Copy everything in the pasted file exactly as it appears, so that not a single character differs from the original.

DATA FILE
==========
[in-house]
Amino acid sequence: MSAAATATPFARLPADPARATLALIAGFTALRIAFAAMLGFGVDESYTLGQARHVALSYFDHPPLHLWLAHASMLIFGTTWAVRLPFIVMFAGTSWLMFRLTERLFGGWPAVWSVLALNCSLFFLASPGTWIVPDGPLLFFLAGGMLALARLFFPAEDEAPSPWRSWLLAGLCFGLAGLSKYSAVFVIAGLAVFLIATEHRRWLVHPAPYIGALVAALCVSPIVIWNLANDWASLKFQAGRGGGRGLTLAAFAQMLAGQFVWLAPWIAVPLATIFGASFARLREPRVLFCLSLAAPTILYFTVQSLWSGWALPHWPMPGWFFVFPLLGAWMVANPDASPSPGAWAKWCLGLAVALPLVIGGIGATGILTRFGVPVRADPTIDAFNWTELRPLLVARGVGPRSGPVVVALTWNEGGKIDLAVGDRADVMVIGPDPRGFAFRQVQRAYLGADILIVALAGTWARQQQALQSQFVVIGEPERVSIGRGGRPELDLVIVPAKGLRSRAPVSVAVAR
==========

[in-house]
Amino acid sequence: MSAAATATPFARLPADPARATLALIAGFTALRIAFAAMLGFGVDESYTLGQARHVALSYFDHPPLHLWLAHASMLIFGTTWAVRLPFIVMFAGTSWLMFRLTERLFGGWPAVWSVLALNCSLFFLASPGTWIVPDGPLLFFLAGGMLALARLFFPAEDEAPSPWRSWLLAGLCFGLAGLSKYSAVFVIAGLAVFLIATEHRRWLVHPAPYIGALVAALCVSPIVIWNLANDWASLKFQAGRGGGRGLTLAAFAQMLAGQFVWLAPWIAVPLATIFGASFARLREPRVLFCLSLAAPTILYFTVQSLWSGWALPHWPMPGWFFVFPLLGAWMVANPDASPSPGAWAKWCLGLAVALPLVIGGIGATGILTRFGVPVRADPTIDAFNWTELRPLLVARGVGPRSGPVVVALTWNEGGKIDLAVGDRADVMVIGPDPRGFAFRQVQRAYLGADILIVALAGTWARQQQALQSQFVVIGEPERVSIGRGGRPELDLVIVPAKGLRSRAPVSVAVAR